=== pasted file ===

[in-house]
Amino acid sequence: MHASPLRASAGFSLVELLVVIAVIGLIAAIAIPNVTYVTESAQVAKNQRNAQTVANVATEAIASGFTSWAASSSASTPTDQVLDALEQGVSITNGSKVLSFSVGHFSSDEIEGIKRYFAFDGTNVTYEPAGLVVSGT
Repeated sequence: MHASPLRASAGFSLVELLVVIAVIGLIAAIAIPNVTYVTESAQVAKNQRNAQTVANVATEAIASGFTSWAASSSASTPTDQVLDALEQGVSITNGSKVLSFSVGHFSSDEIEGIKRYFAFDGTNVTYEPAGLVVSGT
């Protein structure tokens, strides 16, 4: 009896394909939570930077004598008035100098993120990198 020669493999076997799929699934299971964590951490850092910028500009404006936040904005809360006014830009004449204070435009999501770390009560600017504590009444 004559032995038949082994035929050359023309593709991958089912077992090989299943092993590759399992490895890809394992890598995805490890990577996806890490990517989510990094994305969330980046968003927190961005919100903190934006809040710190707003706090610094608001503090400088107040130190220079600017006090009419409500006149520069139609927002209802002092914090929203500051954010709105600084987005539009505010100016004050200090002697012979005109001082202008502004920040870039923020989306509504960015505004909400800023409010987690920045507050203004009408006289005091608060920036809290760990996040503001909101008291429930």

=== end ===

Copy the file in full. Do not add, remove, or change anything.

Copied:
[in-house]
Amino acid sequence: MHASPLRASAGFSLVELLVVIAVIGLIAAIAIPNVTYVTESAQVAKNQRNAQTVANVATEAIASGFTSWAASSSASTPTDQVLDALEQGVSITNGSKVLSFSVGHFSSDEIEGIKRYFAFDGTNVTYEPAGLVVSGT
Repeated sequence: MHASPLRASAGFSLVELLVVIAVIGLIAAIAIPNVTYVTESAQVAKNQRNAQTVANVATEAIASGFTSWAASSSASTPTDQVLDALEQGVSITNGSKVLSFSVGHFSSDEIEGIKRYFAFDGTNVTYEPAGLVVSGT
């Protein structure tokens, strides 16, 4: 009896394909939570930077004598008035100098993120990198 020669493999076997799929699934299971964590951490850092910028500009404006936040904005809360006014830009004449204070435009999501770390009560600017504590009444 004559032995038949082994035929050359023309593709991958089912077992090989299943092993590759399992490895890809394992890598995805490890990577996806890490990517989510990094994305969330980046968003927190961005919100903190934006809040710190707003706090610094608001503090400088107040130190220079600017006090009419409500006149520069139609927002209802002092914090929203500051954010709105600084987005539009505010100016004050200090002697012979005109001082202008502004920040870039923020989306509504960015505004909400800023409010987690920045507050203004009408006289005091608060920036809290760990996040503001909101008291429930």